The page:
The emerging market grouping known as BRICS – currently composed of Brazil, Russia, India, China, and later South Africa – has gone from being a mere slogan coined by an investment bank to becoming a club of countries that has assumed a prominent role on the world stage and will have a central role in financial markets.
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What they are and how the BRICS bloc came into being
It all began with the acronym “BRIC,” created in 2001 by economist Jim O’Neill, in order to draw attention to the strong growth rates present in Brazil, Russia, India and China. The intent was to offer an optimistic outlook to investors at a time of great pessimism in the market following the Sept. 11 terrorist attacks in the United States that year.
The four nations immediately grasped the idea and embraced it. Their rapid growth during that period indicated that they had common interests and similar challenges. They were already collaborating in forums such as the World Trade Organization. And believed that their influence in a world order dominated by the United States would be greater if their voices were united.
The first meeting of BRIC foreign ministers was organized by Russia in 2006 in conjunction with the United Nations General Assembly. The group held its first leaders’ summit in 2009, and then South Africa was invited to participate in late 2010.
Currently, BRICS members account for more than 42 percent of the world’s population, 23 percent of global gross domestic product and 18 percent of trade.
What these countries do and how they operate
The BRICS bloc’s greatest success to date has been financial. In 2014, the BRICS countries launched the $50 billion New Development Bank as an alternative to the World Bank and the International Monetary Fund.
Loans approved by the World Bank-inspired institution have exceeded $30 billion for water and transportation infrastructure projects since its launch in 2015. For example, South Africa borrowed $1 billion in 2020 to address the Covid-19 pandemic.
In addition, the bloc plans to discuss the feasibility of a common BRICS currency, although the project is still at the concept stage and will take a long time to implement.
Economically, Brazil and Russia’s natural resources and agricultural products make them natural partners to meet Chinese demand. However, trade ties between India and China are less developed, partly due to political rivalries and a border dispute.
Moreover, China’s GDP is more than double the sum of the GDPs of the other four members. Theoretically, this should give China greater influence within the bloc. However, India, which recently surpassed China in population, represents a significant counterweight.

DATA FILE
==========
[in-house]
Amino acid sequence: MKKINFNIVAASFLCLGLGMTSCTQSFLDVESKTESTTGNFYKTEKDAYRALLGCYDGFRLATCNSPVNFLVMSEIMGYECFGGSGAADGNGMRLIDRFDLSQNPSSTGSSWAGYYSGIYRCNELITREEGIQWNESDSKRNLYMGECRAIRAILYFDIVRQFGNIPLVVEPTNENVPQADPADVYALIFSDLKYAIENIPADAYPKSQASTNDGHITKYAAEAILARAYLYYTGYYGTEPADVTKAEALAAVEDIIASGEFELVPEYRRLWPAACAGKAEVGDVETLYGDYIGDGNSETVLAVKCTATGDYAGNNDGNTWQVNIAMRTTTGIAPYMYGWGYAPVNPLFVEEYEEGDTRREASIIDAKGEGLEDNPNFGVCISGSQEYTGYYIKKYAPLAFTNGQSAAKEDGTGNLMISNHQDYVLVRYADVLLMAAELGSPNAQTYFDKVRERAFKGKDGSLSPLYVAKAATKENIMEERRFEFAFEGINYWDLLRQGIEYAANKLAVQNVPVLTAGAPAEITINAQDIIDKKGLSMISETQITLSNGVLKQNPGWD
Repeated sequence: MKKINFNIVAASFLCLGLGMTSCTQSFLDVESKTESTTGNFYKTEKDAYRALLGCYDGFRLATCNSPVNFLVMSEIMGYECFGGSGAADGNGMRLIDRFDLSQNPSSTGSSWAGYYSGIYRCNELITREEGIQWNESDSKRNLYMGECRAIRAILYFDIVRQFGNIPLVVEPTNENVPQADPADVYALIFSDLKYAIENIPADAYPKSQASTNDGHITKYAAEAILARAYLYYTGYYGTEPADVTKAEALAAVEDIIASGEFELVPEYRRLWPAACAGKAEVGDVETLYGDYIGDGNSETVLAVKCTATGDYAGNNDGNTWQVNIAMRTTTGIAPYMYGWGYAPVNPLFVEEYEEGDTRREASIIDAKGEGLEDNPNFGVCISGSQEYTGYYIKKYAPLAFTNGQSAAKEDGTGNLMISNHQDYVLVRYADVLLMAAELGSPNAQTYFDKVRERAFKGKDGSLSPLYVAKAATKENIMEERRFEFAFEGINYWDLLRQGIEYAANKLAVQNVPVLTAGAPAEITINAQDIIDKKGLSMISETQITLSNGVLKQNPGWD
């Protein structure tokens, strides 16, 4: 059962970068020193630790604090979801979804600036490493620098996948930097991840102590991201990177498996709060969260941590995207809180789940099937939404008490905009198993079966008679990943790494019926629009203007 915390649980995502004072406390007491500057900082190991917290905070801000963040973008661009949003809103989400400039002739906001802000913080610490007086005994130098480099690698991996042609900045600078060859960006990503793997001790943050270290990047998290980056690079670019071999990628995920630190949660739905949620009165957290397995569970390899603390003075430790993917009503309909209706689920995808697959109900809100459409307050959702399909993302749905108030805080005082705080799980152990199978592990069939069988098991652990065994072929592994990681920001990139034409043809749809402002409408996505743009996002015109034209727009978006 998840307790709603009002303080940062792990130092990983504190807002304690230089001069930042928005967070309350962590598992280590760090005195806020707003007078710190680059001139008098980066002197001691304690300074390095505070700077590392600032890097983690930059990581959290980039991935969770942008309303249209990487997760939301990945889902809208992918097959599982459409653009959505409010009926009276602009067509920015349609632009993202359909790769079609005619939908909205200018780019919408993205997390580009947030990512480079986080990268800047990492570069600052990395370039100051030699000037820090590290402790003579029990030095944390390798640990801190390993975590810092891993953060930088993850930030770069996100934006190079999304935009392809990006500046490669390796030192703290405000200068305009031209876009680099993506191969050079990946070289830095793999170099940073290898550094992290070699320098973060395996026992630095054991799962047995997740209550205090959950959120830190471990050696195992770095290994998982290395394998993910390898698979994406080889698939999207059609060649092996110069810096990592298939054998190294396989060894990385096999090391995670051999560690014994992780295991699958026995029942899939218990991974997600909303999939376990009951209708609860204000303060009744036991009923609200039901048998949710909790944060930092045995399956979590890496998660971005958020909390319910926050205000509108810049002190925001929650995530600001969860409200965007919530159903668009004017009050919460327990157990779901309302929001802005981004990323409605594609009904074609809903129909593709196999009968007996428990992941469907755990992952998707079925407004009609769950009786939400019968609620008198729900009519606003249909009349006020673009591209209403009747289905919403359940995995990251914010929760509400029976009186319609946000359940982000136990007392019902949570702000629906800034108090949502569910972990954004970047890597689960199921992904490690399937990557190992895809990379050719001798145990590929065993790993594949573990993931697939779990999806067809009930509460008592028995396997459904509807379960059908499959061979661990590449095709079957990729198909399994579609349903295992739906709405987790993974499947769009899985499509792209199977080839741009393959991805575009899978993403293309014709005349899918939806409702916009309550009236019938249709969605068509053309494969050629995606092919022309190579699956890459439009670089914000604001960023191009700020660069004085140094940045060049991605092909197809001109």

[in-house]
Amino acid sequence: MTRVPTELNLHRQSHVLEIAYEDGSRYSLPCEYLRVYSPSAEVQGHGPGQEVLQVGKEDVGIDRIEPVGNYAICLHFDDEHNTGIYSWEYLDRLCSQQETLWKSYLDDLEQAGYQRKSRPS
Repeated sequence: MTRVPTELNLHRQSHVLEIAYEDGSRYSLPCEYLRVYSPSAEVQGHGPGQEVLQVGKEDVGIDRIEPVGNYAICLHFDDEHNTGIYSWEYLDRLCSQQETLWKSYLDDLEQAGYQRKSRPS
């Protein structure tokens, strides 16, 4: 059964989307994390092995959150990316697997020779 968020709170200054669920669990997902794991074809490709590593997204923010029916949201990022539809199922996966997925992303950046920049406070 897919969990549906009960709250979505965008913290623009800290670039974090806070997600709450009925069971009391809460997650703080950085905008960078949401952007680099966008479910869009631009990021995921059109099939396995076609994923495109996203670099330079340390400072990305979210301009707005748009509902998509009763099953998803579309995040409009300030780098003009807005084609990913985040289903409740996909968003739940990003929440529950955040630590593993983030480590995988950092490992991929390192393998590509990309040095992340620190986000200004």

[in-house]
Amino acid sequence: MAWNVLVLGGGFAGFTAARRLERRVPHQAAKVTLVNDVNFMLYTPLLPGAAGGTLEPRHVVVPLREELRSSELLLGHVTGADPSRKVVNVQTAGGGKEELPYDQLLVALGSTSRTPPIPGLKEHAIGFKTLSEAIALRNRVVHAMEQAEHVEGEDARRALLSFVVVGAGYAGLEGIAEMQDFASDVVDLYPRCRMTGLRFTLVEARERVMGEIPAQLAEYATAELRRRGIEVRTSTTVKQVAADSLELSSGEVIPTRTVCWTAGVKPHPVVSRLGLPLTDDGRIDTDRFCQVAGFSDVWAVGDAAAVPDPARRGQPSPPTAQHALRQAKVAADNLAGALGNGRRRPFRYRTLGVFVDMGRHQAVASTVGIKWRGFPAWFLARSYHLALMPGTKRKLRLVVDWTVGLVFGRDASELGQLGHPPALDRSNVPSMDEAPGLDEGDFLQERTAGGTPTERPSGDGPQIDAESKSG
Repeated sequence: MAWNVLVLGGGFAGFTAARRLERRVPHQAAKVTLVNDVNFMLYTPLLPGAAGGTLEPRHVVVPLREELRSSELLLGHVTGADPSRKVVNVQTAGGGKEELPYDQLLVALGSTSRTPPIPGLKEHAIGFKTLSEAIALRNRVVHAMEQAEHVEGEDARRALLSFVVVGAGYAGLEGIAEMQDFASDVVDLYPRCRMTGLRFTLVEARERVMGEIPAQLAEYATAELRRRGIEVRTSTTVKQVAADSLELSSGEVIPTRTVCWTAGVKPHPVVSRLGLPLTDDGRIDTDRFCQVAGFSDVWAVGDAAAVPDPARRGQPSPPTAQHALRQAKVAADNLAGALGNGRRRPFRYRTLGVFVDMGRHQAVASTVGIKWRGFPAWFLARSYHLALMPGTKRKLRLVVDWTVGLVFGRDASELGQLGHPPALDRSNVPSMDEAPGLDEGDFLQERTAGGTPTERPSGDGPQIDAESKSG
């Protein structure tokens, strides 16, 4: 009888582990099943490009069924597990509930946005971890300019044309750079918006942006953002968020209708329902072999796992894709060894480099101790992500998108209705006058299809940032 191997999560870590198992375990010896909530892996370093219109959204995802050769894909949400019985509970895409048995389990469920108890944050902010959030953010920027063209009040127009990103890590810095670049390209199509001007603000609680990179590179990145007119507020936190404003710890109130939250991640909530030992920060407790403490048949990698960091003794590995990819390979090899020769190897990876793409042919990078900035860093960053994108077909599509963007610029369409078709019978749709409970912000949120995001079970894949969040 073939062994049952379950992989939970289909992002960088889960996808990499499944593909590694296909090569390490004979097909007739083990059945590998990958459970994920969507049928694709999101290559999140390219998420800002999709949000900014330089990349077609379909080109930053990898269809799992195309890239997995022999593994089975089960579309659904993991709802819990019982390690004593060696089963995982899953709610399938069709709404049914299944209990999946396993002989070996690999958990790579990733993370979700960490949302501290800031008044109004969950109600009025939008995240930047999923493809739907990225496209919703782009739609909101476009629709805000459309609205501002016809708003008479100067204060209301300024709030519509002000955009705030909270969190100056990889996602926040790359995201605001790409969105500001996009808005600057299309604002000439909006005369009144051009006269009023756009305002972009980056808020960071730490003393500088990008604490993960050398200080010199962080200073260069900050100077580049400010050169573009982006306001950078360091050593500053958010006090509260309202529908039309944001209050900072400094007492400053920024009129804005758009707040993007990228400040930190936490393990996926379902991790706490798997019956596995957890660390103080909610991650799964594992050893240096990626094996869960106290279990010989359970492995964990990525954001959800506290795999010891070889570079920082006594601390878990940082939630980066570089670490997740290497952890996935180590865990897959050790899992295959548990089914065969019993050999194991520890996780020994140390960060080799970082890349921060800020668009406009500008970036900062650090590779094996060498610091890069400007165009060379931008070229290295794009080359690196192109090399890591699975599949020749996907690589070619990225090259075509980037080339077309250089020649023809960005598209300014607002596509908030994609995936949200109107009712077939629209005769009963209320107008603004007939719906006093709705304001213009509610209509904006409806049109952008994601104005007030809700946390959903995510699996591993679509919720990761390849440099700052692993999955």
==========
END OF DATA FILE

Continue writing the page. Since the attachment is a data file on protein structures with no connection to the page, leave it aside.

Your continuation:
Differences and common goals of the bloc
There is no denying that the BRICS bloc is characterized by considerable internal heterogeneity. As highlighted in an analysis by Foreign Policy, while Brazil and Russia are commodity exporters, China is a commodity importer.
Brazil, India and South Africa are democratic countries with vibrant civil societies, but China and Russia are ruled by autocratic regimes. Moreover, Brazil and South Africa are non-nuclear powers, unlike China, India and Russia, which possess nuclear arsenals. There is clearly an ongoing border conflict between China and India.
Despite these significant differences, no BRICS leader has ever skipped the group’s annual summits. Instead of disintegrating, diplomatic and economic ties among members have strengthened. And BRICS membership has become central to each member country’s foreign policy identity.
BRICS future plans and enlargement
In the current global scenario, the ambition of the BRICS is to increase its influence globally. A first step in achieving this goal is to expand the bloc to other countries.
China, which has sought to raise its profile on the global stage and counter Western influence, raised the issue of expansion when it chaired the group last year.
At least 19 countries have expressed interest, and among them, 13 have formally applied to join BRICS, including Saudi Arabia and Iran.
Other countries that have expressed interest include Argentina, the United Arab Emirates, Algeria, Egypt, Bahrain and Indonesia. Along with two East African nations and one West African nation.
The goal is probably to grow not only economically, but also as a political force. Since the beginning of the Russian war in Ukraine, the BRICS nations have increasingly distanced themselves from the so-called West.